For more information on this, see How To Make a Crypto Wallet.
How To Make A Cryptocurrency Transaction
Finally! We've covered almost everything there is to know about cryptocurrencies. Now, we can get to the crux of the issue. How do you use these freaking things!?
Let's say you've got some crypto on an exchange or stored in a wallet. Now what?
The most straightforward transaction is simply exchanging one cryptocurrency for another. You can do this from the comfort of the crypto exchange or notify your broker.
When you’re looking to cash out, you can use an online kiosk designed for converting cryptos into your local currency.
But say you want to buy something with crypto?
You can transfer between digital wallets. All you need to make the transaction is to have the blockchain address for the wallet you're sending the money to.
If using bitcoin, the address will look something like this: 1FtjAzGKSyAavUkbw5QsyzzNDKdtPXk95D
Each address links to a particular user or the location of a specific wallet. Every crypto address is unique as it represents the location of a wallet on the blockchain.
Crypto addresses are public, but the person or wallet behind the address remains anonymous.
Individuals send cryptocurrency to a crypto address, like how you can send regular currency to email addresses. But first, you need the address of the wallet you're sending money to. Or, vice-versa, the person trying to send you crypto needs your wallet address (or address on the exchange).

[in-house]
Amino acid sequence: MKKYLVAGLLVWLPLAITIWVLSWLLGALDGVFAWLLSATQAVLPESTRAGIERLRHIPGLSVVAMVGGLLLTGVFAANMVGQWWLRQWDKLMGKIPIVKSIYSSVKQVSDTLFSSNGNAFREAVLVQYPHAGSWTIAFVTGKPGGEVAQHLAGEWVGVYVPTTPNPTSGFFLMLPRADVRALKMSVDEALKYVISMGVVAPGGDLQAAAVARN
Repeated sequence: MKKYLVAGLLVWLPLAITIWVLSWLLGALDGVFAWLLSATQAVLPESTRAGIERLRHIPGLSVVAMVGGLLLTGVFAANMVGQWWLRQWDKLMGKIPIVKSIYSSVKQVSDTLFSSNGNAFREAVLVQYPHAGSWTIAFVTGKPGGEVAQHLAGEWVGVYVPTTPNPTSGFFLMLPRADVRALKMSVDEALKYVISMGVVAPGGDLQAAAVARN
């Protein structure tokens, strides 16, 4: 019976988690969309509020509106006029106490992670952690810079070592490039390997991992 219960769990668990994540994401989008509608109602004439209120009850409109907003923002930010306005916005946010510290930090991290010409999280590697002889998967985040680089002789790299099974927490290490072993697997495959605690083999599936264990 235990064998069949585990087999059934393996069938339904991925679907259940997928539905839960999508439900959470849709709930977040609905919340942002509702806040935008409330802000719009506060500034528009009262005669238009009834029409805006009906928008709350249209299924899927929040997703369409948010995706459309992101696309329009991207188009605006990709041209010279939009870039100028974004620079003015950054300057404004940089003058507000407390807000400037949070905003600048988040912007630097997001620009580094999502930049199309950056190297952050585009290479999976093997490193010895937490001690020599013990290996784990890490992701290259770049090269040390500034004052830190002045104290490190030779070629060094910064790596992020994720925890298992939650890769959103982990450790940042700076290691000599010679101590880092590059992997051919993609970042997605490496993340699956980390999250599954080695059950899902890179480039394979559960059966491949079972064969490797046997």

Because crypto addresses are long and randomized, people have adopted QR codes for easy transactions and communication. These QR codes representing crypto addresses are safe to advertise since they are protected from theft.
A crypto address is a "public key." A public key is one of two keys used in cryptography. The key used for decryption is different from the one used for encryption. Or in other words, I can send you money to your blockchain address, but I cannot use that address to steal from your digital wallet.
In Summary: How To Make a Cryptocurrency Transaction
If you know how to download an app on your phone, you can get started with cryptocurrency and make a transaction. That's how easy it is.
The difficulty with crypto comes from understanding what it is and why it has value. We hope you've learned something today. And if you'd like more information on getting a cryptocurrency wallet and transacting with it instead of relying on brokerages or coin exchanges, please check out How To Make a Crypto Wallet. It should answer any other questions you may have.